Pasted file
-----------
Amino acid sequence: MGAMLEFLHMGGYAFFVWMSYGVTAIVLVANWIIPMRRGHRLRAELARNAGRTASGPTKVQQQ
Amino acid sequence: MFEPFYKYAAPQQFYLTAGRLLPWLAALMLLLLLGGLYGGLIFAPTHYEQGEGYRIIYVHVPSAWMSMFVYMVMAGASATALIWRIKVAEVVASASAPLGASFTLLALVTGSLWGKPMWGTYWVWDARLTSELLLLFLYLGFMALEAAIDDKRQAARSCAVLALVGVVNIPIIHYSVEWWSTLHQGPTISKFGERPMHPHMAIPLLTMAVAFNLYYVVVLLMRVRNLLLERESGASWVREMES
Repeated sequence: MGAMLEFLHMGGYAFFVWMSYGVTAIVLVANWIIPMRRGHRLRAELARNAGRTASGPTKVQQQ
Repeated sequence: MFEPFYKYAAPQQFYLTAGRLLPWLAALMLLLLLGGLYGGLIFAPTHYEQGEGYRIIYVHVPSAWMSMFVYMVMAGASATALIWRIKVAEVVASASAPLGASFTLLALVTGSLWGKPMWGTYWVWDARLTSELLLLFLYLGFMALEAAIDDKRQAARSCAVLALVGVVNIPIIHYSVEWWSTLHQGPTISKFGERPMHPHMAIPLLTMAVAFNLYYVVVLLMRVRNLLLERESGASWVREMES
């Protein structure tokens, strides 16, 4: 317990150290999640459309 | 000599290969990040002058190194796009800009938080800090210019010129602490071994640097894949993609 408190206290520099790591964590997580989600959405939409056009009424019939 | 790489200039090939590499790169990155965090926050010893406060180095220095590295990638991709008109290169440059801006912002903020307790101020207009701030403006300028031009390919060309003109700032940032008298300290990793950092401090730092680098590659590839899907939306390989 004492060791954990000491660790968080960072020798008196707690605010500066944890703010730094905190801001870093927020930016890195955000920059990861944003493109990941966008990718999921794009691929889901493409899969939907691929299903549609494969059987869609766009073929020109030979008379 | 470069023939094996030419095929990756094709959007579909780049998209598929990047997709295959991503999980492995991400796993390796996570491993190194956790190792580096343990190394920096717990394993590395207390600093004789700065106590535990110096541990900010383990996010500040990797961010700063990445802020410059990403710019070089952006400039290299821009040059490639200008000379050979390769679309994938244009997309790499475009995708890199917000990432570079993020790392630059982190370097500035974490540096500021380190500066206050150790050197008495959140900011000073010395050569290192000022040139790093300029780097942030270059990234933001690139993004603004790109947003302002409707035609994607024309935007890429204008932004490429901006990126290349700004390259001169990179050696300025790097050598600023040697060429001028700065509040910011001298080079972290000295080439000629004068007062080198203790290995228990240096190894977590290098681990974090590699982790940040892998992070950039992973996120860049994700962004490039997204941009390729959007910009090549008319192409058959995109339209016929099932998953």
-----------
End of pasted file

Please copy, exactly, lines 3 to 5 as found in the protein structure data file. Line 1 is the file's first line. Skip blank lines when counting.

Repeated sequence: MGAMLEFLHMGGYAFFVWMSYGVTAIVLVANWIIPMRRGHRLRAELARNAGRTASGPTKVQQQ
Repeated sequence: MFEPFYKYAAPQQFYLTAGRLLPWLAALMLLLLLGGLYGGLIFAPTHYEQGEGYRIIYVHVPSAWMSMFVYMVMAGASATALIWRIKVAEVVASASAPLGASFTLLALVTGSLWGKPMWGTYWVWDARLTSELLLLFLYLGFMALEAAIDDKRQAARSCAVLALVGVVNIPIIHYSVEWWSTLHQGPTISKFGERPMHPHMAIPLLTMAVAFNLYYVVVLLMRVRNLLLERESGASWVREMES
């Protein structure tokens, strides 16, 4: 317990150290999640459309 | 000599290969990040002058190194796009800009938080800090210019010129602490071994640097894949993609 408190206290520099790591964590997580989600959405939409056009009424019939 | 790489200039090939590499790169990155965090926050010893406060180095220095590295990638991709008109290169440059801006912002903020307790101020207009701030403006300028031009390919060309003109700032940032008298300290990793950092401090730092680098590659590839899907939306390989 004492060791954990000491660790968080960072020798008196707690605010500066944890703010730094905190801001870093927020930016890195955000920059990861944003493109990941966008990718999921794009691929889901493409899969939907691929299903549609494969059987869609766009073929020109030979008379 | 470069023939094996030419095929990756094709959007579909780049998209598929990047997709295959991503999980492995991400796993390796996570491993190194956790190792580096343990190394920096717990394993590395207390600093004789700065106590535990110096541990900010383990996010500040990797961010700063990445802020410059990403710019070089952006400039290299821009040059490639200008000379050979390769679309994938244009997309790499475009995708890199917000990432570079993020790392630059982190370097500035974490540096500021380190500066206050150790050197008495959140900011000073010395050569290192000022040139790093300029780097942030270059990234933001690139993004603004790109947003302002409707035609994607024309935007890429204008932004490429901006990126290349700004390259001169990179050696300025790097050598600023040697060429001028700065509040910011001298080079972290000295080439000629004068007062080198203790290995228990240096190894977590290098681990974090590699982790940040892998992070950039992973996120860049994700962004490039997204941009390729959007910009090549008319192409058959995109339209016929099932998953």